09/18/2007, 00.00
CHINA
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War on pollution: Beijing fines two multinationals

Surprise spot checks uncover how two multinationals discharged polluting substances. Beijing imposes fines and cuts their production, pledging ‘zero tolerance’ for polluters. For the first time rate of air and water pollution shows a slight drop.

Beijing (AsiaNews/Agencies) – China will impose stiff fines on domestic and foreign companies that pollute. Surprise spot checks by the State Environmental Protection Administration (SEPA) found that multinational Unilever China and Hitachi Construction Machinery Company discharged waste containing banned chemical substances.

“We were surprised to find both companies had environmental pollution problems since they were the only two foreign companies selected at random for the inspection,” said Ren Longjiang, an official with the State Environmental Protection Administration.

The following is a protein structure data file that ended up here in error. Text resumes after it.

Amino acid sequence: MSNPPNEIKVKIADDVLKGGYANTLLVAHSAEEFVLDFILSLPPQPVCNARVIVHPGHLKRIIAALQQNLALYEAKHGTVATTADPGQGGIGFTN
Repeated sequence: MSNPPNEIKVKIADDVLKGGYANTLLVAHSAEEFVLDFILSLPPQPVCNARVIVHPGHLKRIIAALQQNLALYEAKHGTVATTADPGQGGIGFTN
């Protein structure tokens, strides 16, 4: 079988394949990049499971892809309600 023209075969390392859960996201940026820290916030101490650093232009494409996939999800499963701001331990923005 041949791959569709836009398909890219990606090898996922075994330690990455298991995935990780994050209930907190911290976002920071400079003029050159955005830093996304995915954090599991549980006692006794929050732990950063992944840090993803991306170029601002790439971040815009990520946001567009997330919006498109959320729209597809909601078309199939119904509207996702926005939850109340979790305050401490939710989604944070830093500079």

Unilever ‘s plan in Hefei (Anhui), which manufactures well-known household brands such as Dove, Lux, Kellogg's and Lipton, was fined 150,000 yuan and ordered to remedy the situation.

The pipe suspected of carrying the substandard water was disabled, a chemical oxygen demand (COD) monitor was installed and water treatment facilities have been upgraded.

Hitachi Construction Machinery (China) in Hefei was penalised for the same offence.

The mainland’s rapid industrialisation has been pressing on at a huge environmental cost, with up to 70 per cent of its waterways polluted and air quality in its biggest cities among the world’s worst.

Now Beijing is scrambling to find solutions. All projects that lead to the discharge of heavy metals or organic pollutants into rivers and lakes being rehabilitated will be turned out in the next 10 years, SEPA director Zhou Shengxian said.

Sulphur dioxide emissions fell by just 0.88 per cent in the first six months of this year, whilst chemical oxygen demand increased by 0.24 per cent (indicating a lower concentration of polluting substances).

These results won’t improve the situation by much given decades of unrestrained pollution but at least they are a first sign that things are turning around.

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